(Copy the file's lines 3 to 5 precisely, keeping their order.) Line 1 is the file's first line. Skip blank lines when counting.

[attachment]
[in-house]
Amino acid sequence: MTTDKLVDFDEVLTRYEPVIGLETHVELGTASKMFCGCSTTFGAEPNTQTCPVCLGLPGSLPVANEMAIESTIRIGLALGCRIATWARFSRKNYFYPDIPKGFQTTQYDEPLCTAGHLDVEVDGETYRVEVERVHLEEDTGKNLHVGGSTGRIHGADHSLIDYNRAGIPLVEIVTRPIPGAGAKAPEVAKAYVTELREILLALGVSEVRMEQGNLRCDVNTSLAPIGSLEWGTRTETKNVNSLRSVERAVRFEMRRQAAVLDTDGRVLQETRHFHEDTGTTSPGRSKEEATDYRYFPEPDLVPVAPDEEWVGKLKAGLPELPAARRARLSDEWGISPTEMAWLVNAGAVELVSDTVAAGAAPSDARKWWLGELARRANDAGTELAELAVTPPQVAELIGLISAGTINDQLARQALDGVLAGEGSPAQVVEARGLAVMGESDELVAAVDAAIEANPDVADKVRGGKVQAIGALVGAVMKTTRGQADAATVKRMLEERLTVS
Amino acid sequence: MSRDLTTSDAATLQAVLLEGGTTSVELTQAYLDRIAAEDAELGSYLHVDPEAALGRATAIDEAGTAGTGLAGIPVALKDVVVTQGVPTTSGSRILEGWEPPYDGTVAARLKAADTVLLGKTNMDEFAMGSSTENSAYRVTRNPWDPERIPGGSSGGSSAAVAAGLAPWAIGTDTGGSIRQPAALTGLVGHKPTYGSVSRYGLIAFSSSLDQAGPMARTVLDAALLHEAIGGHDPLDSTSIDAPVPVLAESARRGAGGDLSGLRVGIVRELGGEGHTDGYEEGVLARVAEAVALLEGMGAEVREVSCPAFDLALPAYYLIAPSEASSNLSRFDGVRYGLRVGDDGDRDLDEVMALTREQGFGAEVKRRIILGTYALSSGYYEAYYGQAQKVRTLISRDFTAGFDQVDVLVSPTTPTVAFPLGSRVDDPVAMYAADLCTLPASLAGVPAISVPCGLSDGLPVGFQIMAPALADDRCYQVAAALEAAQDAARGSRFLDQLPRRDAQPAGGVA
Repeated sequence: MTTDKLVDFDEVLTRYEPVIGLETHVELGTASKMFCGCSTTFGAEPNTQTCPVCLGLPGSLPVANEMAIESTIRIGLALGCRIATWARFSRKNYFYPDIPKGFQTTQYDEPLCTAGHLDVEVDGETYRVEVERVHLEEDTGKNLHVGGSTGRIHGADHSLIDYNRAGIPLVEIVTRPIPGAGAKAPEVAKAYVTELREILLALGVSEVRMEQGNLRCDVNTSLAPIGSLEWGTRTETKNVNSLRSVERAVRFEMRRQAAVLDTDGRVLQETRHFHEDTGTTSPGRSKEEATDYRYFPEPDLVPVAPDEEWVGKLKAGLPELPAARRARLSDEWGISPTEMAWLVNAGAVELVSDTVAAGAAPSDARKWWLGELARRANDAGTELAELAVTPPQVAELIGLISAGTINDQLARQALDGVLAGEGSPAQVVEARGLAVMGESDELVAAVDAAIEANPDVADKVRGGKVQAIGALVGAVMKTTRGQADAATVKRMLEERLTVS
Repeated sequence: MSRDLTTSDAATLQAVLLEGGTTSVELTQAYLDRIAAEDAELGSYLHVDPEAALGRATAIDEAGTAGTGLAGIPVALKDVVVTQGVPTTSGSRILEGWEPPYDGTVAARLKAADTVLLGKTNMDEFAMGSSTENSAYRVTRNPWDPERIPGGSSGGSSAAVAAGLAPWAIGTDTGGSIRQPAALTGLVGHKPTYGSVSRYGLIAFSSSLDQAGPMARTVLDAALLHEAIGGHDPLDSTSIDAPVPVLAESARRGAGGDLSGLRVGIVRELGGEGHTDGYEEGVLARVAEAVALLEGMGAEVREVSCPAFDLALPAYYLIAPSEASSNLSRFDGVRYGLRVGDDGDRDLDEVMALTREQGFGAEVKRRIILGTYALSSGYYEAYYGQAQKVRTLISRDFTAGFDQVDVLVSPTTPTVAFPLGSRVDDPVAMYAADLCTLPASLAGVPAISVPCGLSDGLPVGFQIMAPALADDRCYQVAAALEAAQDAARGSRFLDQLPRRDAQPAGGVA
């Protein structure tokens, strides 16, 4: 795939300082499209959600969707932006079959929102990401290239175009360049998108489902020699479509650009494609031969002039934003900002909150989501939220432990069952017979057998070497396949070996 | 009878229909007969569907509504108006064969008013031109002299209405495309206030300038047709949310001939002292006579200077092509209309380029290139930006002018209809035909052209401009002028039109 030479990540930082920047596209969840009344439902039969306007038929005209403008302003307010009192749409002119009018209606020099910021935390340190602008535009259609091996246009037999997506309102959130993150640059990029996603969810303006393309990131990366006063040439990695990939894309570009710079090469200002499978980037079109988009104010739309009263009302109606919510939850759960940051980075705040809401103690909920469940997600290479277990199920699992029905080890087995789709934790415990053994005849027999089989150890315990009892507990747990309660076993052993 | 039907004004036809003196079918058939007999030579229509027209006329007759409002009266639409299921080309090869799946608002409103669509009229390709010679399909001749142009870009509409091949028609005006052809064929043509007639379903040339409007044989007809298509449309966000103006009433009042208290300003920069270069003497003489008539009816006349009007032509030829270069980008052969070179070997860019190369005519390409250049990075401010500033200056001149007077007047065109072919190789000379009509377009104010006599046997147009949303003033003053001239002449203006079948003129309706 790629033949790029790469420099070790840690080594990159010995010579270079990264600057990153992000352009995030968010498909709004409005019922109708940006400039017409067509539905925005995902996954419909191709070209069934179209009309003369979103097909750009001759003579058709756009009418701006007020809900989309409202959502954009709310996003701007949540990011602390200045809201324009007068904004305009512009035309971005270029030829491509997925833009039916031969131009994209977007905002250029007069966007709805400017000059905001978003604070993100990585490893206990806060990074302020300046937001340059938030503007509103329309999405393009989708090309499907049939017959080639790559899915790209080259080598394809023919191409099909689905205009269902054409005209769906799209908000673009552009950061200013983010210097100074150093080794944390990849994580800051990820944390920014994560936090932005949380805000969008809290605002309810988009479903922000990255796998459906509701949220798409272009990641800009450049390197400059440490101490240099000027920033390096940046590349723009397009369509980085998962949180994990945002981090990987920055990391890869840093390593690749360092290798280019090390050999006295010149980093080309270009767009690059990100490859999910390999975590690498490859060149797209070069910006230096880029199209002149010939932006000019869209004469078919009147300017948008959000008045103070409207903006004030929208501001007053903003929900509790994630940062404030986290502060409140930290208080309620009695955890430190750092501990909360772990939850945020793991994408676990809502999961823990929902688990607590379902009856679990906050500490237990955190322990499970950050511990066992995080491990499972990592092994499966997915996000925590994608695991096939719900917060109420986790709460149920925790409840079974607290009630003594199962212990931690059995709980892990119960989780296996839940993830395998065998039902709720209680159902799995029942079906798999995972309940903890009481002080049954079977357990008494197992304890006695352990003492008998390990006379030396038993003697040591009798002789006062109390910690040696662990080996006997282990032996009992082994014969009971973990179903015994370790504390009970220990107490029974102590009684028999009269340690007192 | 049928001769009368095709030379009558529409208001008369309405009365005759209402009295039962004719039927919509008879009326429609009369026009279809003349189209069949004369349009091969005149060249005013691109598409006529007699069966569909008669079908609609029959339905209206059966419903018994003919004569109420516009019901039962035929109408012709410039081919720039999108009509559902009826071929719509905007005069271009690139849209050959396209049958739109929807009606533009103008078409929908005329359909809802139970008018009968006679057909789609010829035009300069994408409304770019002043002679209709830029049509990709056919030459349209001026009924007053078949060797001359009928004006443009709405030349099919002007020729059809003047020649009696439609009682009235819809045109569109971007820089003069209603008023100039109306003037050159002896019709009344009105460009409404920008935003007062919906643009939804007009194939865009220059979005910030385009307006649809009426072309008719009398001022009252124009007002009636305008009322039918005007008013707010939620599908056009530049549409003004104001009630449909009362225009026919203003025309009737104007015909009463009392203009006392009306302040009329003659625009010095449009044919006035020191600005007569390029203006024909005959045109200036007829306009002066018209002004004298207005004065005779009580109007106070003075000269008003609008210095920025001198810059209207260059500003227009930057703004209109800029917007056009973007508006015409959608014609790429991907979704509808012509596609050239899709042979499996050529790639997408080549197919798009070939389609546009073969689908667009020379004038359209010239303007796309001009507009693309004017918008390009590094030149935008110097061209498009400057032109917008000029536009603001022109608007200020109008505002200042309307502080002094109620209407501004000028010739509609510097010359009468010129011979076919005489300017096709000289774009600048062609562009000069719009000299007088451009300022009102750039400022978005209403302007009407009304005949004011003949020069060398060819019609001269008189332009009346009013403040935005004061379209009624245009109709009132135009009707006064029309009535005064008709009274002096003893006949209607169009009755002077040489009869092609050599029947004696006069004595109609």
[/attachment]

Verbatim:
Amino acid sequence: MSRDLTTSDAATLQAVLLEGGTTSVELTQAYLDRIAAEDAELGSYLHVDPEAALGRATAIDEAGTAGTGLAGIPVALKDVVVTQGVPTTSGSRILEGWEPPYDGTVAARLKAADTVLLGKTNMDEFAMGSSTENSAYRVTRNPWDPERIPGGSSGGSSAAVAAGLAPWAIGTDTGGSIRQPAALTGLVGHKPTYGSVSRYGLIAFSSSLDQAGPMARTVLDAALLHEAIGGHDPLDSTSIDAPVPVLAESARRGAGGDLSGLRVGIVRELGGEGHTDGYEEGVLARVAEAVALLEGMGAEVREVSCPAFDLALPAYYLIAPSEASSNLSRFDGVRYGLRVGDDGDRDLDEVMALTREQGFGAEVKRRIILGTYALSSGYYEAYYGQAQKVRTLISRDFTAGFDQVDVLVSPTTPTVAFPLGSRVDDPVAMYAADLCTLPASLAGVPAISVPCGLSDGLPVGFQIMAPALADDRCYQVAAALEAAQDAARGSRFLDQLPRRDAQPAGGVA
Repeated sequence: MTTDKLVDFDEVLTRYEPVIGLETHVELGTASKMFCGCSTTFGAEPNTQTCPVCLGLPGSLPVANEMAIESTIRIGLALGCRIATWARFSRKNYFYPDIPKGFQTTQYDEPLCTAGHLDVEVDGETYRVEVERVHLEEDTGKNLHVGGSTGRIHGADHSLIDYNRAGIPLVEIVTRPIPGAGAKAPEVAKAYVTELREILLALGVSEVRMEQGNLRCDVNTSLAPIGSLEWGTRTETKNVNSLRSVERAVRFEMRRQAAVLDTDGRVLQETRHFHEDTGTTSPGRSKEEATDYRYFPEPDLVPVAPDEEWVGKLKAGLPELPAARRARLSDEWGISPTEMAWLVNAGAVELVSDTVAAGAAPSDARKWWLGELARRANDAGTELAELAVTPPQVAELIGLISAGTINDQLARQALDGVLAGEGSPAQVVEARGLAVMGESDELVAAVDAAIEANPDVADKVRGGKVQAIGALVGAVMKTTRGQADAATVKRMLEERLTVS
Repeated sequence: MSRDLTTSDAATLQAVLLEGGTTSVELTQAYLDRIAAEDAELGSYLHVDPEAALGRATAIDEAGTAGTGLAGIPVALKDVVVTQGVPTTSGSRILEGWEPPYDGTVAARLKAADTVLLGKTNMDEFAMGSSTENSAYRVTRNPWDPERIPGGSSGGSSAAVAAGLAPWAIGTDTGGSIRQPAALTGLVGHKPTYGSVSRYGLIAFSSSLDQAGPMARTVLDAALLHEAIGGHDPLDSTSIDAPVPVLAESARRGAGGDLSGLRVGIVRELGGEGHTDGYEEGVLARVAEAVALLEGMGAEVREVSCPAFDLALPAYYLIAPSEASSNLSRFDGVRYGLRVGDDGDRDLDEVMALTREQGFGAEVKRRIILGTYALSSGYYEAYYGQAQKVRTLISRDFTAGFDQVDVLVSPTTPTVAFPLGSRVDDPVAMYAADLCTLPASLAGVPAISVPCGLSDGLPVGFQIMAPALADDRCYQVAAALEAAQDAARGSRFLDQLPRRDAQPAGGVA